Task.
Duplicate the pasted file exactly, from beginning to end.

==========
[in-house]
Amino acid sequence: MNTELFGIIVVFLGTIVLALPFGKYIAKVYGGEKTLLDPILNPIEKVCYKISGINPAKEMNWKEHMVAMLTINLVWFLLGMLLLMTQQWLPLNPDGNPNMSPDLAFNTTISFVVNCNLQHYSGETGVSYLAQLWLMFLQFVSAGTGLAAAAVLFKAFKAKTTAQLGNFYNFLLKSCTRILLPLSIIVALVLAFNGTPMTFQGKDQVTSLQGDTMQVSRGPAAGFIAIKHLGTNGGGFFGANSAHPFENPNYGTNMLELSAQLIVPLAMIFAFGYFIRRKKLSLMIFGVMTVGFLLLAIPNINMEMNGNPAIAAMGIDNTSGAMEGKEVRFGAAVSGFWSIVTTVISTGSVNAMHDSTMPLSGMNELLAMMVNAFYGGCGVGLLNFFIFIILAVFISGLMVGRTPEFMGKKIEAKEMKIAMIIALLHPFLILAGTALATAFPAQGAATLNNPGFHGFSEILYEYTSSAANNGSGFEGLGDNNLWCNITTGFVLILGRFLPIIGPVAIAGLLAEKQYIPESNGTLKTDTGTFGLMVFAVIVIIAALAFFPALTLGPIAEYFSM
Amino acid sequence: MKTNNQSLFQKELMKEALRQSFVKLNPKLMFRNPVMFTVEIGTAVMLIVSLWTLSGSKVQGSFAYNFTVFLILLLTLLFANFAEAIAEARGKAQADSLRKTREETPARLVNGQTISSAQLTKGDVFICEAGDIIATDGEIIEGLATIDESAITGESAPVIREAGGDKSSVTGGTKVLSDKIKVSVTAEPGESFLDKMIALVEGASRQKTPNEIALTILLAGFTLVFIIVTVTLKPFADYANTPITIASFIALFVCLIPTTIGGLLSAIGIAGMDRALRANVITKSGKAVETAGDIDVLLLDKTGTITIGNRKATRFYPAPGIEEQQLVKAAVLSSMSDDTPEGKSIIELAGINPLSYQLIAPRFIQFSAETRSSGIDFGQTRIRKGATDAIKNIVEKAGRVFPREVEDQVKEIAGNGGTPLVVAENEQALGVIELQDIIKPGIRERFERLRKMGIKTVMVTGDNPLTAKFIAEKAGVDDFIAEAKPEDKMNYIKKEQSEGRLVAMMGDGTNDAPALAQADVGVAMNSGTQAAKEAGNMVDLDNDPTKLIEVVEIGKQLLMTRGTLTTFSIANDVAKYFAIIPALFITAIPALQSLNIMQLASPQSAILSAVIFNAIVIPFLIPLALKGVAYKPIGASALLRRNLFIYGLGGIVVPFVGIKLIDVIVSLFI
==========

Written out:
[in-house]
Amino acid sequence: MNTELFGIIVVFLGTIVLALPFGKYIAKVYGGEKTLLDPILNPIEKVCYKISGINPAKEMNWKEHMVAMLTINLVWFLLGMLLLMTQQWLPLNPDGNPNMSPDLAFNTTISFVVNCNLQHYSGETGVSYLAQLWLMFLQFVSAGTGLAAAAVLFKAFKAKTTAQLGNFYNFLLKSCTRILLPLSIIVALVLAFNGTPMTFQGKDQVTSLQGDTMQVSRGPAAGFIAIKHLGTNGGGFFGANSAHPFENPNYGTNMLELSAQLIVPLAMIFAFGYFIRRKKLSLMIFGVMTVGFLLLAIPNINMEMNGNPAIAAMGIDNTSGAMEGKEVRFGAAVSGFWSIVTTVISTGSVNAMHDSTMPLSGMNELLAMMVNAFYGGCGVGLLNFFIFIILAVFISGLMVGRTPEFMGKKIEAKEMKIAMIIALLHPFLILAGTALATAFPAQGAATLNNPGFHGFSEILYEYTSSAANNGSGFEGLGDNNLWCNITTGFVLILGRFLPIIGPVAIAGLLAEKQYIPESNGTLKTDTGTFGLMVFAVIVIIAALAFFPALTLGPIAEYFSM
Amino acid sequence: MKTNNQSLFQKELMKEALRQSFVKLNPKLMFRNPVMFTVEIGTAVMLIVSLWTLSGSKVQGSFAYNFTVFLILLLTLLFANFAEAIAEARGKAQADSLRKTREETPARLVNGQTISSAQLTKGDVFICEAGDIIATDGEIIEGLATIDESAITGESAPVIREAGGDKSSVTGGTKVLSDKIKVSVTAEPGESFLDKMIALVEGASRQKTPNEIALTILLAGFTLVFIIVTVTLKPFADYANTPITIASFIALFVCLIPTTIGGLLSAIGIAGMDRALRANVITKSGKAVETAGDIDVLLLDKTGTITIGNRKATRFYPAPGIEEQQLVKAAVLSSMSDDTPEGKSIIELAGINPLSYQLIAPRFIQFSAETRSSGIDFGQTRIRKGATDAIKNIVEKAGRVFPREVEDQVKEIAGNGGTPLVVAENEQALGVIELQDIIKPGIRERFERLRKMGIKTVMVTGDNPLTAKFIAEKAGVDDFIAEAKPEDKMNYIKKEQSEGRLVAMMGDGTNDAPALAQADVGVAMNSGTQAAKEAGNMVDLDNDPTKLIEVVEIGKQLLMTRGTLTTFSIANDVAKYFAIIPALFITAIPALQSLNIMQLASPQSAILSAVIFNAIVIPFLIPLALKGVAYKPIGASALLRRNLFIYGLGGIVVPFVGIKLIDVIVSLFI